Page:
Banks seek lawyers’ help on recovery, liquidation


  • Business
  • Wednesday, 28 Jan 2009

PETALING JAYA: More banks are expected to institute recovery and liquidation proceedings in anticipation of higher bad loans this year and next year due to the global economic crisis.

In line with this, they are seeking the expertise of lawyers to train their staff on recovery and liquidation procedures.

Apart from this, some are also beefing up their recovery and debt collection departments by increasing the number of staff.

Leong Yeng Kit, managing partner of Leong Yeng Kit and Co, in an email reply said: “Banks and accounting firms have been asking lawyers who are proficient in recovery and liquidation to train their personnel for the expected increase in these activities.

“We also have knowledge that some banks have beefed up their debt collection departments, and one is reported to have strengthened this department to about 700 personnel!”

Although there was no significant increase in recovery actions as most troubled companies still had cash, he expects greater recovery by year-end or early next year when cash flow and savings are depleted.

Leong, however, declined to disclose the companies seeking recovery actions due to confidentiality but added that some were in the midst of litigation.

Sean H.M.Yeow, a partner in legal firm Lee Hishammuddin Allen & Gledhill, said: “Banks now appear to be more flexible and open to restructuring of loans and will only proceed with legal action if it (the loan) cannot be feasibly restructured.

“We have not seen any marked increase on instructions from banks to pursue legal action for loans recovery, but expect more work of this nature this year,” he said.

He added there had been cases of restructured loans going into default again due to the economic slowdown.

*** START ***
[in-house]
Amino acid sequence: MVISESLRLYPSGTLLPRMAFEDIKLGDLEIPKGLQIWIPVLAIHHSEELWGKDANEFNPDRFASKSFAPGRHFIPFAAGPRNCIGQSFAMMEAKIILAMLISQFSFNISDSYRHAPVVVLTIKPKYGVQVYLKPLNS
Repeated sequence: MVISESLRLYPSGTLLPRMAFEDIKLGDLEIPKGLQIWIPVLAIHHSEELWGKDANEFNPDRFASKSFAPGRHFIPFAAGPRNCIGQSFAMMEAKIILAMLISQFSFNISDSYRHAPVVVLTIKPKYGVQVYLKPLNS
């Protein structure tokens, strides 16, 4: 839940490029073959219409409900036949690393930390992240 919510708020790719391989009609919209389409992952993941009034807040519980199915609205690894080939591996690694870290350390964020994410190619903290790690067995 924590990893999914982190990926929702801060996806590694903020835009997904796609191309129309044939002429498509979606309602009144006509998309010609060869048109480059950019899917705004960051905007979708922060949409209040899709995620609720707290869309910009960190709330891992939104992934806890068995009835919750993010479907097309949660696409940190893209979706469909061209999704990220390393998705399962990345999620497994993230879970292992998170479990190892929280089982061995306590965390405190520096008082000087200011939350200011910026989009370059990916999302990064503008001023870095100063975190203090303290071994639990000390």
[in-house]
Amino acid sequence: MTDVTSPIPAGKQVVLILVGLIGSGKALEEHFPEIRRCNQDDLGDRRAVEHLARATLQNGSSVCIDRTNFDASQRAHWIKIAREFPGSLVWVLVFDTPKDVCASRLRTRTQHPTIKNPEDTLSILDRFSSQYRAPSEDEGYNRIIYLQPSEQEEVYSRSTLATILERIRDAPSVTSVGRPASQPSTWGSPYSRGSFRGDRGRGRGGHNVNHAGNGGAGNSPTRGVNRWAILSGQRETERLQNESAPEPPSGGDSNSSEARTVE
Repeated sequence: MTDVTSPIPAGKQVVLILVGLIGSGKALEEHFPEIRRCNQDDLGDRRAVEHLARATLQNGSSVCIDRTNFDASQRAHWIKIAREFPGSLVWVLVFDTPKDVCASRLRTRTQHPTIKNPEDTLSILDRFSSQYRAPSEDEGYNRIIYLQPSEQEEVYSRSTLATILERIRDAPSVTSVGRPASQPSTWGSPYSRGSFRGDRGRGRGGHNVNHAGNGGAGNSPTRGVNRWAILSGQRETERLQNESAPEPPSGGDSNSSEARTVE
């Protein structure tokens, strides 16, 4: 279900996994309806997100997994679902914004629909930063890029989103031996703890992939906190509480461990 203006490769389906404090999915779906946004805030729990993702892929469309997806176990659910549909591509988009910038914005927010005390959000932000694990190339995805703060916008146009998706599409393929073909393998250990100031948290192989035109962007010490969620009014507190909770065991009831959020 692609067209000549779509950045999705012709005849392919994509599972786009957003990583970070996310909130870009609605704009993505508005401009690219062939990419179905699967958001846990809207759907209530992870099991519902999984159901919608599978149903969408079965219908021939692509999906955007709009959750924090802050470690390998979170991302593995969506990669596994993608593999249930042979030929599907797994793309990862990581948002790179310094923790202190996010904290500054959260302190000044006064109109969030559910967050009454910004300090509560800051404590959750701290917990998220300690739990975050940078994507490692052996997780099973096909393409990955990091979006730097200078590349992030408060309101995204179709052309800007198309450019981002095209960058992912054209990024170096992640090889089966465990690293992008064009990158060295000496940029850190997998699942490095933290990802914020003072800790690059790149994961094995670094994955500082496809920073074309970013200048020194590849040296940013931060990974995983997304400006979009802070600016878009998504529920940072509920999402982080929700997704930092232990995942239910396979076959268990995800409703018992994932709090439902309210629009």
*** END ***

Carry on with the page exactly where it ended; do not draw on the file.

Yeow also said banks had been reviewing some loans to minimise their exposure and the debt market also witnessed increasing defaults from last year.

On recovery and debt collection, HSBC Bank Malaysia Bhd deputy chairman and CEO Irene M. Dorner said in a statement: “We review our debt collection (including recovery/restructuring) capacity requirements for the retail and corporate sectors on an ongoing basis in light of actual experience to date, but also anticipated developments.

“This is to ensure we are able, at the earliest stage possible, to work with customers who may be facing financial difficulties.”

Other banks contacted by StarBiz declined to comment.

Analysts said non-performing loans (NPLs) were expected to rise in view of slowing economy.

Citi Investment Research said that NPLs had been low so far and were likely to rise between two and three percentage points this year.

AmResearch said in a recent note that NPLs were expected to rise in the first quarter of this year despite the preservation of asset quality from the proactive measures taken by banks to restructure loans for borrowers.

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